Abu Dhabi, UAEFriday 15 November 2019

ISIL deadline passes with no word on fate of hostages

Extremists had given Jordan until Thursday evening to free convicted woman militant in exchange for Japanese reporter and not killing captured Jordanian fight pilot.
Safi Al Kassasbeh, the father of the Jordanian pilot captured by ISIL, reads a statement urging his son’s captors to have mercy on a fellow Muslim and spare his life, in Amman on January 29, 2015. Nasser Nasser / AP Photo
Safi Al Kassasbeh, the father of the Jordanian pilot captured by ISIL, reads a statement urging his son’s captors to have mercy on a fellow Muslim and spare his life, in Amman on January 29, 2015. Nasser Nasser / AP Photo

AMMAN // The fate of a Jordanian fighter pilot and a Japanese reporter held by ISIL remained unclear on Thursday night, after the extremist group’s deadline for the release of a woman militant expired with Amman insisting that it first wanted proof the airman was still alive.

After several days of intense negotiations and threats, Jordan said on Wednesday that it would hand over Sajeda Al Rishawi if the ISIL released Lt Maaz Al Kassasbeh unharmed.

But on Thursday the government seemed to have changed its tone, demanding guarantees that Lt Kassasbeh, 26, whose F-16 fighter jet crashed in north-eastern Syria on December 24, was alive, while also reasserting that it was prepared to hand over Al Rishawi if the pilot was released unharmed.

ISIL first demanded Al Rishawi’s freedom in a video posted on Saturday in which reporter Kenji Goto pleaded for his life while holding a photo that appeared to show the beheading of another Japanese hostage, Haruna Yukawa.

Another video on Tuesday gave the Jordanian government 24 hours to release Al Rishawi in exchange for Goto and threatened to kill Lt Kassasbeh if it failed to comply. After Jordan agreed to release Al Rishawi, ISIL released an audio clip purportedly of Goto announcing the extension of the deadline until sunset in Mosul on Thursday.

While the messages from ISIL have promised to release Goto in exchange for Al Rishawi, they have made no mention of releasing Lt Kassasbeh.

“At this point we want to emphasise that we have asked for proof of life from Daesh [ISIL] and we have not received anything yet,” Jordanian government spokesman Mohammad Al Momani said on Thursday.

“Rishawi is still in Jordan and the exchange will happen once we receive the proof of life that we asked for.”

Mr Al Momani made no mention of Goto, whose wife Rinko broke her silence with an emotional appeal to Tokyo and Amman to save her husband.

“My husband is a good and honest man who went to Syria to show the plight of those who suffer,” she said.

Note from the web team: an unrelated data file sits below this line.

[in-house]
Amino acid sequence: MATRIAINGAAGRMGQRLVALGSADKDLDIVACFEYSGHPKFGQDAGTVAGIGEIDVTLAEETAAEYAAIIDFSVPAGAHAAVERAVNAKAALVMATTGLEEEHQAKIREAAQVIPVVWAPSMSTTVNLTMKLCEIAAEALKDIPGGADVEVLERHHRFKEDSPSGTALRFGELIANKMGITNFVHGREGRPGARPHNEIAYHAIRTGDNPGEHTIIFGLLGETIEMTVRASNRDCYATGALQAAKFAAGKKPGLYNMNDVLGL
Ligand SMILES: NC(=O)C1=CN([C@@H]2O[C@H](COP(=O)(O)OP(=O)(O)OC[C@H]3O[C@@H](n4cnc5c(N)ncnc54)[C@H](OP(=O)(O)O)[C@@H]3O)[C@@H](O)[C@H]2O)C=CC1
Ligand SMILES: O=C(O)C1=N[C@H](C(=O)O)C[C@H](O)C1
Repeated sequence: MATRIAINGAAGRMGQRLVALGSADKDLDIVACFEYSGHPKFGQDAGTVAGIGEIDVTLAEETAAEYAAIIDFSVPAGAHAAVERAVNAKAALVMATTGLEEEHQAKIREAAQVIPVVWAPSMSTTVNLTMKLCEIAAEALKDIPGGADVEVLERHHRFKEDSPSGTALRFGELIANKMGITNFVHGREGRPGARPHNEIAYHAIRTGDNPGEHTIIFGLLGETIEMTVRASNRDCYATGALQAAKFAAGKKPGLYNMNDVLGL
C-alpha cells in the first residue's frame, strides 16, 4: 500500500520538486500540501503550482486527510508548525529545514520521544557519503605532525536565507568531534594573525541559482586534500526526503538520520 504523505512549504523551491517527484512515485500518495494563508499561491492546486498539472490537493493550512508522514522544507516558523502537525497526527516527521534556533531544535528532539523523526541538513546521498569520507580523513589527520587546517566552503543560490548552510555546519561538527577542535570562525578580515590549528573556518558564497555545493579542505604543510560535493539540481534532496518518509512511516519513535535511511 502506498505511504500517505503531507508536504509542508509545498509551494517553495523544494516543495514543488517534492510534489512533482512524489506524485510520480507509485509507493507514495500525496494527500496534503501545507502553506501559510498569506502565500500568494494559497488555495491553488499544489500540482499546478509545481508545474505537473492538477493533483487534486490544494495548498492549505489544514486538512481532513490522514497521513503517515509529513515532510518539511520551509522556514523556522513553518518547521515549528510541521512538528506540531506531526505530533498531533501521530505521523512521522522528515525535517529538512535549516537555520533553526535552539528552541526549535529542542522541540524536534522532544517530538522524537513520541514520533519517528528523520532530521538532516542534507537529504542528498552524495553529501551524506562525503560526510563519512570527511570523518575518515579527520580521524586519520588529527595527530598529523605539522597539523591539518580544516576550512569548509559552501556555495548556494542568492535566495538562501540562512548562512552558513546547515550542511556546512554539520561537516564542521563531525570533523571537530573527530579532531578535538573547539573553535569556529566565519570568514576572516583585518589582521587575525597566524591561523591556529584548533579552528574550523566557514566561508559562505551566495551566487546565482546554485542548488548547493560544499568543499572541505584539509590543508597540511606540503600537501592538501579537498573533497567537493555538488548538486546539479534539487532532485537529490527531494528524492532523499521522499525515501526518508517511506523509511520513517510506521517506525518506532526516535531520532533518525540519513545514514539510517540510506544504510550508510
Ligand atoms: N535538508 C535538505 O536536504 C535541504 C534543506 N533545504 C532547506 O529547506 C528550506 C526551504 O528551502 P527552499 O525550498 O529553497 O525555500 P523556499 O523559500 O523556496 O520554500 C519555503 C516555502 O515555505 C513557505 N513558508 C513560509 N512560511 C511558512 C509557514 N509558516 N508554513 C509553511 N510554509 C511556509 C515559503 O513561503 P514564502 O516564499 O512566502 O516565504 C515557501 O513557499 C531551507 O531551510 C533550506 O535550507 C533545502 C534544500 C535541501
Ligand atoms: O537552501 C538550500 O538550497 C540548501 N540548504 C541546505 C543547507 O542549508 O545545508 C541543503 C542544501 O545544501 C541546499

“I beg the Jordanian and Japanese governments to understand that the fates of both men are in their hands.”

Jordan has said its priority is to see the airman return home safely.

Amman is under heavy pressure at home and from Japan – a major aid donor – to save Lt Kassasbeh as well as Goto.

The crisis has also raised questions about Jordan’s involvement in the US-led international coalition against ISIL, which has stoked resentment in some circles and criticism of King Abdullah.

“The public and parliament should have been consulted before Jordan took part in the coalition,” said a relative of Lt Kassasbeh at a diwan in Amman for the Kerak tribes.

Earlier in the day, the government made it clear that it had exerted utmost efforts to secure the release of the pilot. An official quoted in Al Rai, the government paper, said Jordan had even taken part in sorties last month over the Syrian city of Raqqa, ISIL’s de facto capital near where Lt Kassasbeh plane came down, in an attempt to secure the pilot’s release, as well as initiating negotiations.

The prime minister, Abdullah Nsour briefed parliament on Thursday about the efforts to free Lt Kassasbeh. He spoke of the negotiations and the obstacles negotiators faced, and what he called the bad intentions of ISIL in not offering a serious deal to guarantees the pilot’s release.

Al Rishawi, now in her mid forties, was sentenced to death for her involvement in a triple suicide bombing at an Amman hotel full of wedding guests in 2005 in which nearly 60 people were killed. Her explosives failed to detonate, but her husband who was with her blew himself up. She is currently jailed at Jwaideh prison for women in Amman. The attackers were members of an Iraqi cell dispatched by Abu Musab Al Zarqawi, the Jordanian-born leader of Al Qaeda’s Iraq branch who was killed in a US airstrike in 2006.

In 2007, she wrote to King Abdullah asking to be spared from execution. Jordan last month ended an eight-year moratorium on executions, citing an increase in crime.

Though the pilot’s fate is not clear, in the event he is killed “Jordan is expected to carry out the death penalty against Sajida Al Rishawi”, said Marwan Shehadeh, an independent expert in Islamic movements based in Amman.

Authorities will also intensify their crackdown on extremists.

“Jordan is also expected widen the bombing campaign against ISIL” and “further crack down on members of the Salafi jihadist movement”, Mr Shehadeh said.

There are between 7,000 and 8000 members of movement, which is banned in Jordan.


Updated: January 30, 2015 04:00 AM